Wonderful pictures. Erica is an excellent agent- we used her as well for our Okavango safari last year. Why did you only do one camp in the delta on your trip. Moving on to photography the D800E plus the 200-400 F4 is clearly a great combination. Why did you not go for the D800 -Did you find the lack of the AA filter in the E model an advantage compared to the D800?

Yes, Erica is a true professional. She does more than answer questions, but provides solutions to questions you'd never think to ask. I stayed at VP for the 8 days because I'd been to 3 other camps in the delta and knew I'd be back. Plus, I always saw people miss sightings because they were switching camps. There's no right or wrong way to do it. To be honest, I got a better deal on the D800E so that's why I bought it. There might be a bit of difference between the 800 and the E but very minor. I'm not experienced to tell the difference. Ideally I'd have brought the D4 with the D800E and D800 because there were a few instances that I needed the 11 fps. I also brought a 600mm lens that I hardly used. The D4 would have been great for birds, Lechwe, Marabou storks, African Fish eagles and king fishers diving for fish. However, getting a full frame photo out of the D800E of a leopard that is 20MB is pretty impressive and can be framed pretty big and still have the detail. If I zoom in on the photos I can usually see the truck's reflection in the animal's eye. Next time I'm bringing the D4 and D800E.

Edited by Duma Tau
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graceland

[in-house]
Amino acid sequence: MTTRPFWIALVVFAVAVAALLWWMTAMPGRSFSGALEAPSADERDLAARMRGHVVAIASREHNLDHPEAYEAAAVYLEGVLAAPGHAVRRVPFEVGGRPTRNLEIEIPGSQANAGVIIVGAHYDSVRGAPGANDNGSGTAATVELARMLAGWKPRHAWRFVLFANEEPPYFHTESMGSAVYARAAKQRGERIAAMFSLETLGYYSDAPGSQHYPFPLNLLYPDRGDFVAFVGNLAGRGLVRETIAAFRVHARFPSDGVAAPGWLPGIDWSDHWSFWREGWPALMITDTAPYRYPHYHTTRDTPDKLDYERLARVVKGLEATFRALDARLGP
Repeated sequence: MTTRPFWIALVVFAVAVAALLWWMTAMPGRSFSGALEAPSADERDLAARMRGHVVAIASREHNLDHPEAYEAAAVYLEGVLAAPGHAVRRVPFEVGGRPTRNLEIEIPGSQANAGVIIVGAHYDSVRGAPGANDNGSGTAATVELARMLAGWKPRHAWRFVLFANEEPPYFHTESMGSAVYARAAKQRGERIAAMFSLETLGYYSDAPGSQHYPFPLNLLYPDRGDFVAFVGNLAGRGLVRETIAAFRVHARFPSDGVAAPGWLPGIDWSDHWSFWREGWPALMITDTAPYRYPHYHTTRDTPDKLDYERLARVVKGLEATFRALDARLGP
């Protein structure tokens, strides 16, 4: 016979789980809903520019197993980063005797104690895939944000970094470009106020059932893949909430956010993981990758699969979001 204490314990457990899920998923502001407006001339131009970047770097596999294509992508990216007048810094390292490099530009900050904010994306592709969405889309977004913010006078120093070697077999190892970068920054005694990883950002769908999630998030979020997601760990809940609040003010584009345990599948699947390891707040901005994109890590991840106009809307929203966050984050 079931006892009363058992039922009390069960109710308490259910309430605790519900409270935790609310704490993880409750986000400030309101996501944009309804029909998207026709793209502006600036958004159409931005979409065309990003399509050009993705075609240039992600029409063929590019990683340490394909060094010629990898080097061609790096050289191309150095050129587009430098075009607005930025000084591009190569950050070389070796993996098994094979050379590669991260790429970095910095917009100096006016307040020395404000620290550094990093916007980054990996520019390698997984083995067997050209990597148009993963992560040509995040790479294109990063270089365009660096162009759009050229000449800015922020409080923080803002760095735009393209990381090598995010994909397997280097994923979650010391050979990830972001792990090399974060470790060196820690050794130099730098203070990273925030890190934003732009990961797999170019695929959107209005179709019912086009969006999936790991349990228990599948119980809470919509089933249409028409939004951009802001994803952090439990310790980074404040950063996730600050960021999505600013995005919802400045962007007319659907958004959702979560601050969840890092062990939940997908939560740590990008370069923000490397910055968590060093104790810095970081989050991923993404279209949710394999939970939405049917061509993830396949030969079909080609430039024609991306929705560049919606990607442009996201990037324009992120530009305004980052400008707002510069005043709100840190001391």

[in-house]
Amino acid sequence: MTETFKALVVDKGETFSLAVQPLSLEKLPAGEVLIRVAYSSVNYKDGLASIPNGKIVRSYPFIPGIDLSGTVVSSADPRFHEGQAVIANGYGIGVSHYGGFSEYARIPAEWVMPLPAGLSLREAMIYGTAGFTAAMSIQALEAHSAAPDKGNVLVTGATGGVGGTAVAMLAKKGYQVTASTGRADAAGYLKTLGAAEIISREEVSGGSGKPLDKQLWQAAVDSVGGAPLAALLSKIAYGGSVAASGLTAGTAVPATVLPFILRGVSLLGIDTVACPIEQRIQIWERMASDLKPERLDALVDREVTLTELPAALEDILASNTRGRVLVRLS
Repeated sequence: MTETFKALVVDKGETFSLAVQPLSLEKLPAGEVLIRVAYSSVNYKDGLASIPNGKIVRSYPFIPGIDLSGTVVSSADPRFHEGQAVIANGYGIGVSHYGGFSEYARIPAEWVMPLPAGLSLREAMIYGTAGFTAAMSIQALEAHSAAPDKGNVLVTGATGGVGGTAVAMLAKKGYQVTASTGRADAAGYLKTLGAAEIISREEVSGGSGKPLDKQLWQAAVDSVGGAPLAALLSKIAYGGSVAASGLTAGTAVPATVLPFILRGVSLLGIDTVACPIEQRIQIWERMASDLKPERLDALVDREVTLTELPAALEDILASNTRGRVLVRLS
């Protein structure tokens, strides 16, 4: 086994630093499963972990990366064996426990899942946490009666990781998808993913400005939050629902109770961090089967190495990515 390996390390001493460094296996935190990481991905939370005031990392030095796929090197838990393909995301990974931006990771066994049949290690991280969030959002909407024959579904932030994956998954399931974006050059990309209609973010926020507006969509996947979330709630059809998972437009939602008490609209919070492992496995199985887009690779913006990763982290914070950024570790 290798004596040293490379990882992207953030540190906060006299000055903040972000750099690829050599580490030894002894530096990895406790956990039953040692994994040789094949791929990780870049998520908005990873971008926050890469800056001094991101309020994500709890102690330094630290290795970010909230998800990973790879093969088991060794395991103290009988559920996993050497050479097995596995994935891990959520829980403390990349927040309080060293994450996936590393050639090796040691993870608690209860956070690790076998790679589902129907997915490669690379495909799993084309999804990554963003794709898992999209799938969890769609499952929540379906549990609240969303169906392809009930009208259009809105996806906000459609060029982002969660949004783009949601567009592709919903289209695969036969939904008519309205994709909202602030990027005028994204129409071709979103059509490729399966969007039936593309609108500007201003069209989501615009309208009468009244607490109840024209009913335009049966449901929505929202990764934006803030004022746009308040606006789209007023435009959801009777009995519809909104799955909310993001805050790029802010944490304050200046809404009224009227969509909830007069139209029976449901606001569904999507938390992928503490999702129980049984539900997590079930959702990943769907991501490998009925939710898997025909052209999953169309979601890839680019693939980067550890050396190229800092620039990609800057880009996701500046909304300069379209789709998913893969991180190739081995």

I'd have no problem staying 8 days at VP....we were scheming seriously how to add 2 more days to our 3....never enough when you fall in love with a place. VP's game sightings and guides; the landscape are incredibly amazing; I want to go back next November. (Playing Lotto daily)

And to think I tried to talk Erica out of booking me there!

 

She is a gem; I was met by her at the airport and pleaded with her to go on with us!

 

Lucky for us the dogs obeyed and stayed in the area for our visit.

 

Where next?

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Super pics and a great TR...... Yes you are a good photographer and have captured some stunning moments!!! This TR will be of great help as im planning right now to visit the Delta....Thanks once again and will send a mail asap to Erica...... Cheers !!!

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johnkok

What great photos, and informative report.

As an aside, I seem to find the auto-focus on the D800 (& D800E) to be rather finicky whenever the background was a little busy. It would pop in and out of focus rapidly (a lot of jitter). Did you face this at all?

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Atravelynn

I believe I am looking at a hyena so young it appears rodent-like. These little guys were tiny. Did you find their den?

 

Your photos do Vumbura Plains and your own skill every bit of justice!

 

How did you decide upon 8 nights in one place and what made you choose Vumbura?

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Duma Tau

I believe I am looking at a hyena so young it appears rodent-like. These little guys were tiny. Did you find their den?

 

Your photos do Vumbura Plains and your own skill every bit of justice!

 

How did you decide upon 8 nights in one place and what made you choose Vumbura?

Thanks Atravelynn!